Growth references for height, weight, and head circumference for Argentine children with achondroplasia

Eur J Pediatr. 2011 Apr;170(4):453-9. doi: 10.1007/s00431-010-1302-8. Epub 2010 Oct 12.


In order to prepare growth references for height, weight, and head circumference for Argentine children with Achondroplasia, 228 children (114 boys) aged 0-18 years attending the Growth Clinic at Hospital Garrahan were measured between 1992 and 2009. Centiles were calculated by LMS, a method for summarizing growth data which adjusts for skewness. Curves for centiles are obtained using the formula: [Formula: see text], where Z (α) is the normal equivalent deviate for tail area α; C100α is the weight or height centile corresponding to Z (α), t is age in years, and L(t) is (skewness)(t), M(t) is median, S (t) is coefficient variation and C(100α) (t) indicates the corresponding values of each curve at age t. Boys and girls centiles for height were similar to USA references in infancy and childhood but lower than that references at adolescence. Final height was 1.7 and 5.1 cm below USA achondroplasia references in girls and boys, respectively. Head circumference centiles were, at all ages, lower than USA references in both genders. Countries need national references for clinical growth assessment of their local population. Likewise, specific local growth references for children with some genetic conditions (such us achondroplasia) are valuable tools for detecting additional conditions affecting growth, for estimating final height and for evaluating the impact of growth-promoting treatments.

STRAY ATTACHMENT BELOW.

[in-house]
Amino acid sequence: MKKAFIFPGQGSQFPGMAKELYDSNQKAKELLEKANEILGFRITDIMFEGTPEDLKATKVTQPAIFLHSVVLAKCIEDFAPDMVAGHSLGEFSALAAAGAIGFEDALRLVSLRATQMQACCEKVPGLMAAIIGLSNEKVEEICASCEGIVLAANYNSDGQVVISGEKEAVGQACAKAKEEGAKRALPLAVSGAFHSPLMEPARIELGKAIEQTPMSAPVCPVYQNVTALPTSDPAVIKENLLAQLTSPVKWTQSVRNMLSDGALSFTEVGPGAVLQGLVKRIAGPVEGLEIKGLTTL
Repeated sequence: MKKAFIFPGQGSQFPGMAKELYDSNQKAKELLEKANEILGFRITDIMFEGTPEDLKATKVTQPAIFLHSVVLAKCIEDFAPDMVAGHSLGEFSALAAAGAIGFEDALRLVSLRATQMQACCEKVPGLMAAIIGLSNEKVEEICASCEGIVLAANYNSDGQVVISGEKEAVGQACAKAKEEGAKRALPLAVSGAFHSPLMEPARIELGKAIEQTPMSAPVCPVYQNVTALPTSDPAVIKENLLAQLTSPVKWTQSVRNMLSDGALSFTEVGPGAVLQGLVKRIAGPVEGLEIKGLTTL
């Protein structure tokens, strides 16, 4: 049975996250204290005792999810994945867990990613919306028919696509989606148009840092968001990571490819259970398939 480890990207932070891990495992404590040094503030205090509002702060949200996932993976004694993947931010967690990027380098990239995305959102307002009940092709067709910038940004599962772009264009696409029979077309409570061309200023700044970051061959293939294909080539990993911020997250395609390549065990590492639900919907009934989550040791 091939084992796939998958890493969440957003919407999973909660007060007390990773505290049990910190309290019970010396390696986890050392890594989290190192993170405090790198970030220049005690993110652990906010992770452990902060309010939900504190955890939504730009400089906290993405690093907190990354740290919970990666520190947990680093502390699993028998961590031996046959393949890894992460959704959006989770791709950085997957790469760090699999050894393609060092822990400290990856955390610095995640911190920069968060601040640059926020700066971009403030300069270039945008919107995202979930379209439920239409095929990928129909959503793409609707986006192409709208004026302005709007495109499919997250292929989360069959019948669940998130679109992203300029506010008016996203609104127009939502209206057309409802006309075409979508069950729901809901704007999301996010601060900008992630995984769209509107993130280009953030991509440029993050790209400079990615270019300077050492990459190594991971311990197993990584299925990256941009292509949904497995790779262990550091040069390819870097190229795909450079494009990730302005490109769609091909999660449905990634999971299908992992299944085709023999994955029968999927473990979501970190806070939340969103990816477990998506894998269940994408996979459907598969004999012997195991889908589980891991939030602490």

Conclusion: references presented here can also be used in other countries with similar ethnographics characteristics.

MeSH terms

  • Achondroplasia*
  • Adolescent
  • Argentina
  • Body Height
  • Body Size*
  • Body Weight
  • Child
  • Child Development
  • Child, Preschool
  • Cohort Studies
  • Cross-Sectional Studies
  • Female
  • Growth Charts*
  • Head / growth & development
  • Humans
  • Infant
  • Infant, Newborn
  • Male
  • Models, Statistical
  • Retrospective Studies